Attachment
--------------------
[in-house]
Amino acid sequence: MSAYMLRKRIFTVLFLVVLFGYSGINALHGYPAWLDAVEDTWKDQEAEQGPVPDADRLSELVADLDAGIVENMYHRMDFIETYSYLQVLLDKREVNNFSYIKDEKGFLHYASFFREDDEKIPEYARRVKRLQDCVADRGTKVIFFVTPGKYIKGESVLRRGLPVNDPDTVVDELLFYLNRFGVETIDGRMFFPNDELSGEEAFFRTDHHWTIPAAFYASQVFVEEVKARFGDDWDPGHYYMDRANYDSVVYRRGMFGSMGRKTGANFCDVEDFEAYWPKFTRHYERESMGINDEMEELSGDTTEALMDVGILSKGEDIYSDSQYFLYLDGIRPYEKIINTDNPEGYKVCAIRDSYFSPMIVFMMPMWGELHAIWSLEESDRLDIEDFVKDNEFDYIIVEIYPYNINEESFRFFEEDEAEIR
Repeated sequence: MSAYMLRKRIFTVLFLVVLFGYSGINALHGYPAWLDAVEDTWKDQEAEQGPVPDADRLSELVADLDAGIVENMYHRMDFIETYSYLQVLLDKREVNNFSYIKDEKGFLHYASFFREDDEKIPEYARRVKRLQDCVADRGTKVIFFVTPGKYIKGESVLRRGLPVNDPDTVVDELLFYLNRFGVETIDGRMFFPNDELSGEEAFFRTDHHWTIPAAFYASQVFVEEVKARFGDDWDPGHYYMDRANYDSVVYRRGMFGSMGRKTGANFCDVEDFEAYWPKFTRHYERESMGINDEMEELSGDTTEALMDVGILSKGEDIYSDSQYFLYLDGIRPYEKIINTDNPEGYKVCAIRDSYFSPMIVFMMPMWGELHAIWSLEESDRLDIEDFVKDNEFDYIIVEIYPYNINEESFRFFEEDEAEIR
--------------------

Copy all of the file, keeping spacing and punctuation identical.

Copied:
[in-house]
Amino acid sequence: MSAYMLRKRIFTVLFLVVLFGYSGINALHGYPAWLDAVEDTWKDQEAEQGPVPDADRLSELVADLDAGIVENMYHRMDFIETYSYLQVLLDKREVNNFSYIKDEKGFLHYASFFREDDEKIPEYARRVKRLQDCVADRGTKVIFFVTPGKYIKGESVLRRGLPVNDPDTVVDELLFYLNRFGVETIDGRMFFPNDELSGEEAFFRTDHHWTIPAAFYASQVFVEEVKARFGDDWDPGHYYMDRANYDSVVYRRGMFGSMGRKTGANFCDVEDFEAYWPKFTRHYERESMGINDEMEELSGDTTEALMDVGILSKGEDIYSDSQYFLYLDGIRPYEKIINTDNPEGYKVCAIRDSYFSPMIVFMMPMWGELHAIWSLEESDRLDIEDFVKDNEFDYIIVEIYPYNINEESFRFFEEDEAEIR
Repeated sequence: MSAYMLRKRIFTVLFLVVLFGYSGINALHGYPAWLDAVEDTWKDQEAEQGPVPDADRLSELVADLDAGIVENMYHRMDFIETYSYLQVLLDKREVNNFSYIKDEKGFLHYASFFREDDEKIPEYARRVKRLQDCVADRGTKVIFFVTPGKYIKGESVLRRGLPVNDPDTVVDELLFYLNRFGVETIDGRMFFPNDELSGEEAFFRTDHHWTIPAAFYASQVFVEEVKARFGDDWDPGHYYMDRANYDSVVYRRGMFGSMGRKTGANFCDVEDFEAYWPKFTRHYERESMGINDEMEELSGDTTEALMDVGILSKGEDIYSDSQYFLYLDGIRPYEKIINTDNPEGYKVCAIRDSYFSPMIVFMMPMWGELHAIWSLEESDRLDIEDFVKDNEFDYIIVEIYPYNINEESFRFFEEDEAEIR